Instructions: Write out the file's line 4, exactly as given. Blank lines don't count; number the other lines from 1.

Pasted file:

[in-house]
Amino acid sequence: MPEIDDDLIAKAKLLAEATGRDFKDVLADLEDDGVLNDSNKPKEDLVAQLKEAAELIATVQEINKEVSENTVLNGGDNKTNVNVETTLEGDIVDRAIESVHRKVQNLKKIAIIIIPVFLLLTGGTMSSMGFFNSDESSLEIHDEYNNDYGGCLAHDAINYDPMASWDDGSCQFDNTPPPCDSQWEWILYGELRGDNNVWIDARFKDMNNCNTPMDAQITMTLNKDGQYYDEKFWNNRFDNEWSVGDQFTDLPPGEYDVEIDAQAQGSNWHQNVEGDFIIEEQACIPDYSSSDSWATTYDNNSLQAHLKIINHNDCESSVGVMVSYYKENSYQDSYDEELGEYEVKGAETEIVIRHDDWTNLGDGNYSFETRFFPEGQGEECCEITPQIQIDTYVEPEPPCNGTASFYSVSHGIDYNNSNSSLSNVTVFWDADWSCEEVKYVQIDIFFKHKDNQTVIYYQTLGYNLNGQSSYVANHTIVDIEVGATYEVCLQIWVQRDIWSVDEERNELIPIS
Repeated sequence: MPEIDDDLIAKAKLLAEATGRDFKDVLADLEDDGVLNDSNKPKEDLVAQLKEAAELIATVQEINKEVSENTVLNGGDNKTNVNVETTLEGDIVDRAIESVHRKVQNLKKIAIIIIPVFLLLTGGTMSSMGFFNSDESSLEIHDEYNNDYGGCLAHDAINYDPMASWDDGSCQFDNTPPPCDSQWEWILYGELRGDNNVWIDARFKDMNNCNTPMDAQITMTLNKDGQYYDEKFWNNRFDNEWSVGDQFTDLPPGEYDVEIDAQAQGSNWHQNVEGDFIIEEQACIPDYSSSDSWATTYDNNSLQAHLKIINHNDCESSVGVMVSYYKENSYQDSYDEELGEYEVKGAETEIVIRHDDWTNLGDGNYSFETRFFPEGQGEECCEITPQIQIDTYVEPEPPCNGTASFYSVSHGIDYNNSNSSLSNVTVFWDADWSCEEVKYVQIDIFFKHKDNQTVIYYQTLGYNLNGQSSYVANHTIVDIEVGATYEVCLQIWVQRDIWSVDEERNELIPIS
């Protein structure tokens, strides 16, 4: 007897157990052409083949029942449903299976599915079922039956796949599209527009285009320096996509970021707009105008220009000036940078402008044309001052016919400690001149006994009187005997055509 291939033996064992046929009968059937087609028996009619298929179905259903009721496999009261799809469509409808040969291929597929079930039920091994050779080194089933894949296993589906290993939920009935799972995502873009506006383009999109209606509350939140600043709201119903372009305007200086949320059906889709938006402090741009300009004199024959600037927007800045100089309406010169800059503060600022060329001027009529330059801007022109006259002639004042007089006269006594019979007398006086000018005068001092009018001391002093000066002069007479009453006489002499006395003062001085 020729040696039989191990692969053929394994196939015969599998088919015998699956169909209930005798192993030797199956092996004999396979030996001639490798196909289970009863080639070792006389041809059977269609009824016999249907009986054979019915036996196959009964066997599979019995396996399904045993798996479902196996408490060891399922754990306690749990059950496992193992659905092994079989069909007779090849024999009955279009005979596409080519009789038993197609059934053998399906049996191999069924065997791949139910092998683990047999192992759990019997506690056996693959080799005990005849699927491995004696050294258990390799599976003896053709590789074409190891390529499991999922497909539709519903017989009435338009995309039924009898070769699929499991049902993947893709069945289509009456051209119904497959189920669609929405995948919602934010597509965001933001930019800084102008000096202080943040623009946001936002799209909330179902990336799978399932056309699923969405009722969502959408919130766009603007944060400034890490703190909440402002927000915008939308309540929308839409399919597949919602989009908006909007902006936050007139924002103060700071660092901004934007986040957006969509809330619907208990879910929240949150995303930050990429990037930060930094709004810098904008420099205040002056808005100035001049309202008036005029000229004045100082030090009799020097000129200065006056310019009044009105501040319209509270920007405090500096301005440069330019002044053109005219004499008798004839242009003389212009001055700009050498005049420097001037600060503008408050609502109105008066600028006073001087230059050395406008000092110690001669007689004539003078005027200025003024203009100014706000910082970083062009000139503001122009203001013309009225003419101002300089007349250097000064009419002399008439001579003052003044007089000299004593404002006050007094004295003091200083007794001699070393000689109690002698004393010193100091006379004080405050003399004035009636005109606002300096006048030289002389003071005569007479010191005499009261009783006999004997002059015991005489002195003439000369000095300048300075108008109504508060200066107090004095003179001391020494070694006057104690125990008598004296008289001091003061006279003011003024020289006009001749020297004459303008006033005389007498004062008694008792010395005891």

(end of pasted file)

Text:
């Protein structure tokens, strides 16, 4: 007897157990052409083949029942449903299976599915079922039956796949599209527009285009320096996509970021707009105008220009000036940078402008044309001052016919400690001149006994009187005997055509 291939033996064992046929009968059937087609028996009619298929179905259903009721496999009261799809469509409808040969291929597929079930039920091994050779080194089933894949296993589906290993939920009935799972995502873009506006383009999109209606509350939140600043709201119903372009305007200086949320059906889709938006402090741009300009004199024959600037927007800045100089309406010169800059503060600022060329001027009529330059801007022109006259002639004042007089006269006594019979007398006086000018005068001092009018001391002093000066002069007479009453006489002499006395003062001085 020729040696039989191990692969053929394994196939015969599998088919015998699956169909209930005798192993030797199956092996004999396979030996001639490798196909289970009863080639070792006389041809059977269609009824016999249907009986054979019915036996196959009964066997599979019995396996399904045993798996479902196996408490060891399922754990306690749990059950496992193992659905092994079989069909007779090849024999009955279009005979596409080519009789038993197609059934053998399906049996191999069924065997791949139910092998683990047999192992759990019997506690056996693959080799005990005849699927491995004696050294258990390799599976003896053709590789074409190891390529499991999922497909539709519903017989009435338009995309039924009898070769699929499991049902993947893709069945289509009456051209119904497959189920669609929405995948919602934010597509965001933001930019800084102008000096202080943040623009946001936002799209909330179902990336799978399932056309699923969405009722969502959408919130766009603007944060400034890490703190909440402002927000915008939308309540929308839409399919597949919602989009908006909007902006936050007139924002103060700071660092901004934007986040957006969509809330619907208990879910929240949150995303930050990429990037930060930094709004810098904008420099205040002056808005100035001049309202008036005029000229004045100082030090009799020097000129200065006056310019009044009105501040319209509270920007405090500096301005440069330019002044053109005219004499008798004839242009003389212009001055700009050498005049420097001037600060503008408050609502109105008066600028006073001087230059050395406008000092110690001669007689004539003078005027200025003024203009100014706000910082970083062009000139503001122009203001013309009225003419101002300089007349250097000064009419002399008439001579003052003044007089000299004593404002006050007094004295003091200083007794001699070393000689109690002698004393010193100091006379004080405050003399004035009636005109606002300096006048030289002389003071005569007479010191005499009261009783006999004997002059015991005489002195003439000369000095300048300075108008109504508060200066107090004095003179001391020494070694006057104690125990008598004296008289001091003061006279003011003024020289006009001749020297004459303008006033005389007498004062008694008792010395005891």